mobility issues?

Jeanette Terry
By Jeanette TerryPA Latest Reply 2012-06-25 19:35:59 -0500
Started 2012-06-21 16:04:12 -0500

Not that we need anything else to worry about. Living day to day with diabetes has enough challenges involved. Have you had to add mobility issues to your list of problems related to your diabetes? What mobility issues do you have? Do you think that diabetes is the cause of your mobility issues?

Here is a link to an article that talks about what may be the cause of mobility issues and what you can do to reduce them.

7 replies

Graylin Bee
Graylin Bee 2012-06-25 19:35:59 -0500 Report

So far Diabetes has not hindered my mobility. Double vision and horrid depth perception has been a lifelong issue because my eyeballs have a weird shape (not on the part everybody sees, but every Eye Doc I have ever gone to has made this comment "Oh, your eyes are more of a football shape." after they peep into my peepers.) No driving as I would have been a weapon of mass destruction. No going over 15 MPH on my bicycle as corners, curbs and other objects approach faster than I can compensate for.
Started life with a few mobility issues due to one leg being shorter than another Had a series of casts to stretch the shorter one, per The Cake Lady, when I was 1 to 2 years old. So I was slow to learn to walk. Then had an evil contraption I had to wear at night for several years to help straighten my legs some more until I was 8. Seems any time I had a childhood illness - measles, mumps, chicken pox, the legs would decide to hurt and make walking a little hard. Also back pain because to straighten the legs my back was made crooked. But I have fewer mobility issues than two cousins who have the same crooked legs that did not get corrected.
A battle with West Nile Virus made a long struggle to walk without pain, remember how to stand if I got down on my knees. and balance. Among other poblems. Got most of those skills back then the leg vein pump MRSA episode made mobility an issue again.
Had to retrain the brain to do stairs, how to react if someone suddenly stepped in front of me, how to walk up or down a slope, etc. And get balance back yet once more.
Sigh..I hope I don't have to fight any battles of limits to mobility due to diabetes.

milesrf 2012-06-24 22:01:58 -0500 Report

I've had mobility issues since perhaps an hour before I was diagnosed with type 2 - the main reason I was diagnosed was that I was in the emergency room due to a stroke that kept me from moving my left arm and left leg. Partially recovered since then, but don't expect any more recovery; I can now walk slowly and carry light objects with my left arm.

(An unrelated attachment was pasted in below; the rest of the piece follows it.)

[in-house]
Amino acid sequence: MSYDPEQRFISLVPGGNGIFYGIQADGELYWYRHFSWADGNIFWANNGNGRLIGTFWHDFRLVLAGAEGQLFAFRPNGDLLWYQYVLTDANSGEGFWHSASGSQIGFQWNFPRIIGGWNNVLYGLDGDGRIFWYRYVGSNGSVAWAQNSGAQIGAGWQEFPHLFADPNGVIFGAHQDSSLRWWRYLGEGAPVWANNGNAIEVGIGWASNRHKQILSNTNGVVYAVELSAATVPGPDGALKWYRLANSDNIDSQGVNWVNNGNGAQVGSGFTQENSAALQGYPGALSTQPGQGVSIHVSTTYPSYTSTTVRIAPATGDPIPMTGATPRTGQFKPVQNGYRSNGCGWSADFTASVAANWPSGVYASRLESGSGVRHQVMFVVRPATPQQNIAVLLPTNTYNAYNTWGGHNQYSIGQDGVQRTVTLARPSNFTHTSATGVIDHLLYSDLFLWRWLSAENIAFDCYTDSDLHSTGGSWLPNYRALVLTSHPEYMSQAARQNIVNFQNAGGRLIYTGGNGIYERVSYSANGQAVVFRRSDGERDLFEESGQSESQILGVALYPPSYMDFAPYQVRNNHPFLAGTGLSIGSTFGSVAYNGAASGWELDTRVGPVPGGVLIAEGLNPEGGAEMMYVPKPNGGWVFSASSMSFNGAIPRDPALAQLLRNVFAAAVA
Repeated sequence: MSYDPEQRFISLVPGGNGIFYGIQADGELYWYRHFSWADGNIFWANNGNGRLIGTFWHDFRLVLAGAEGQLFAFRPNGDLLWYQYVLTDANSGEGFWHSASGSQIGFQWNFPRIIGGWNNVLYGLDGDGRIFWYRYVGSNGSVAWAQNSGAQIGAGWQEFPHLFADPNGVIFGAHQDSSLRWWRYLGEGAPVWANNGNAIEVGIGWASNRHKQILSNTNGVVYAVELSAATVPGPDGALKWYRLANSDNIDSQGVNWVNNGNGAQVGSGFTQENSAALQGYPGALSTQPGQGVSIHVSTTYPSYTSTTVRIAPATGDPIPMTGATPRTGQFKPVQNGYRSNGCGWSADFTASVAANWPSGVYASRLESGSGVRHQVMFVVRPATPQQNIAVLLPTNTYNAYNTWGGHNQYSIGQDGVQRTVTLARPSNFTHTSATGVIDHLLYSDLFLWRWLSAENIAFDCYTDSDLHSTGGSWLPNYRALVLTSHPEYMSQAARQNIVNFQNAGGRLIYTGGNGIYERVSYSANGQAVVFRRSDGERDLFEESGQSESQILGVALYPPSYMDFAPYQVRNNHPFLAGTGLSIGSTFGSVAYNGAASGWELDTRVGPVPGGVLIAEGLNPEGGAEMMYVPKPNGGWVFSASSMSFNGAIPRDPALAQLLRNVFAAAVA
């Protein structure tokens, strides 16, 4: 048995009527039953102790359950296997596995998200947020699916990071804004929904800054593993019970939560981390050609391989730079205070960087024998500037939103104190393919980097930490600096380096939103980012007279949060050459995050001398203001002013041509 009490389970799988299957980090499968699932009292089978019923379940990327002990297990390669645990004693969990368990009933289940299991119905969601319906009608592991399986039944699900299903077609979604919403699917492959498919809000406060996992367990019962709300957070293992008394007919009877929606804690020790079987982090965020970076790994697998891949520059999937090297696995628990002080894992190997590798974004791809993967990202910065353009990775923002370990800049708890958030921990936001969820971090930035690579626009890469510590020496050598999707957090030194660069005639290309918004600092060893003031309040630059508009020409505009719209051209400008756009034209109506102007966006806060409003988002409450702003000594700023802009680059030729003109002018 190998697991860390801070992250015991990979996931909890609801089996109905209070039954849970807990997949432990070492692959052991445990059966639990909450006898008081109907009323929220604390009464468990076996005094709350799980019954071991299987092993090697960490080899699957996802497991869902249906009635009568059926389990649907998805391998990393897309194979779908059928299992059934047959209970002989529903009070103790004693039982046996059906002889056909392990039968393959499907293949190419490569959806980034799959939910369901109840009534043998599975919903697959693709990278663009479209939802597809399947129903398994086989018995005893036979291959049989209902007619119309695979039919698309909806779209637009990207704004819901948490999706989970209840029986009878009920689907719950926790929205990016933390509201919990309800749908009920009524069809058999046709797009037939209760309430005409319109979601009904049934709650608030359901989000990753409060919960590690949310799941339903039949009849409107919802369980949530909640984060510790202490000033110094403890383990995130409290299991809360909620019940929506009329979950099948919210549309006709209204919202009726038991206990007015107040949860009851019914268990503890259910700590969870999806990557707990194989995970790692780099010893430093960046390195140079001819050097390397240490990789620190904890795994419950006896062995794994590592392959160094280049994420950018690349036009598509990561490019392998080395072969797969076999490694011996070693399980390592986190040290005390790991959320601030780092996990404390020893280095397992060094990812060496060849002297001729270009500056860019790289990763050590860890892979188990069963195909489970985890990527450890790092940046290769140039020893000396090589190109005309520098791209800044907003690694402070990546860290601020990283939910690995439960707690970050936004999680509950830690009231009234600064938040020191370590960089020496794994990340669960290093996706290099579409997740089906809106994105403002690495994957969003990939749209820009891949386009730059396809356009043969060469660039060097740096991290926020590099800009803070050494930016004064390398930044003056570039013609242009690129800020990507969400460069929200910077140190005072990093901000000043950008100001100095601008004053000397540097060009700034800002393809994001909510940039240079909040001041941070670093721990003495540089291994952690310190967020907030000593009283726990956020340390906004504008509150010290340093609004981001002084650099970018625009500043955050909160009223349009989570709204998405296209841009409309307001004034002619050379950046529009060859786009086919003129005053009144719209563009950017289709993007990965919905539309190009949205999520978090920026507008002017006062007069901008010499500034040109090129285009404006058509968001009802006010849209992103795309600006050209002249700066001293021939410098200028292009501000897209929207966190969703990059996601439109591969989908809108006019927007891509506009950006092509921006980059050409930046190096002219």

I did not recover the ability to drive to work and back, though.

Not much pain.

pixsidust 2012-06-23 22:16:53 -0500 Report

I wake with my feet and fingers hurting very bad every morning. I have to put on comfortable supportive slip on shoes to even walk to the bathroom. I never had anything like this before my 16 months of Diabetes. My A1c is 6.3 so I am presuming my sugars are under control. Its hard to walk and I often limp. I definitely blame my Diabetes partner.

jayabee52 2012-06-23 06:55:39 -0500 Report

Yes I have mobility issues, most likely due to diabetes. In late 2005 I was hit with TIAs (ministrokes). The theory was that my blood was too thick due to my diabetes and it temporarily shut off blood to a part of the brain responsible for my ability to keep my balance.

I have learned how to counteract that in certain ways, but I still feel like I am not walking on a solid surface (even though I know I am) but instead it feels like walking on a bed or a trampoline.

My 2nd issue is with Neuropathy (burning pain). Every step is painful, and exhausting. Therefore I don't like to walk, and I don't as much as I should, only as much as absolutely necessary.

old biker
old biker 2012-06-22 10:41:05 -0500 Report

Hi Jeanette..Yes… besides being T2 for 11 yrs, I am also dealing with having peripheral arterial disease of the legs (PAD)…Which was brought on by years of smoking and was little more then a tired or heaviness feeling in my legs..For the longest time I never paid it much mind and I had my D under control.
Then 9 months prior of turning 65 I found myself out of work and no more health coverage.. I stuck my head in the sand more or less for the next 9 months till i was picked up by medicare..By that time my diabetes was out of control and what was a slight annoyance with PAD was now a major mobility issue..I was no longer able to walk more then 50-75 yards and then the pain shut my legs down
While diabetes was not the primary reason I developed PAD it was certainly a contributing factor..When I let my BGL get out of control the Pad followed right along

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